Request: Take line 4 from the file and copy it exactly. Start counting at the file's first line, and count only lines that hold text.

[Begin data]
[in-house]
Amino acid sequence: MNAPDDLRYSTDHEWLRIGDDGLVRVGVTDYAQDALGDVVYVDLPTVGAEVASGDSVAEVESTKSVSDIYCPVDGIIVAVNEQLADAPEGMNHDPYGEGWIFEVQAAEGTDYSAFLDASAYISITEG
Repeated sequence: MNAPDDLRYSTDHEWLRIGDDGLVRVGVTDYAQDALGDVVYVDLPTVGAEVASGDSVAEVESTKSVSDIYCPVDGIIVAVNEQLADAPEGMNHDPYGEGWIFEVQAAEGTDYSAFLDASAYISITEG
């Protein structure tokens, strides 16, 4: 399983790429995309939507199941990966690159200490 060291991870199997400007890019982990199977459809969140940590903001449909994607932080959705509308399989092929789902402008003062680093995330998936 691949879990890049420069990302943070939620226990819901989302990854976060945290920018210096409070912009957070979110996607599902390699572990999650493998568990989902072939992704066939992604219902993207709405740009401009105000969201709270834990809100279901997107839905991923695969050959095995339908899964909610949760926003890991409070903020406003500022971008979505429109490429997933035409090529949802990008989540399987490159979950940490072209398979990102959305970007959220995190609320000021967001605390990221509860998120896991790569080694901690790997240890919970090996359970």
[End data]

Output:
């Protein structure tokens, strides 16, 4: 399983790429995309939507199941990966690159200490 060291991870199997400007890019982990199977459809969140940590903001449909994607932080959705509308399989092929789902402008003062680093995330998936 691949879990890049420069990302943070939620226990819901989302990854976060945290920018210096409070912009957070979110996607599902390699572990999650493998568990989902072939992704066939992604219902993207709405740009401009105000969201709270834990809100279901997107839905991923695969050959095995339908899964909610949760926003890991409070903020406003500022971008979505429109490429997933035409090529949802990008989540399987490159979950940490072209398979990102959305970007959220995190609320000021967001605390990221509860998120896991790569080694901690790997240890919970090996359970």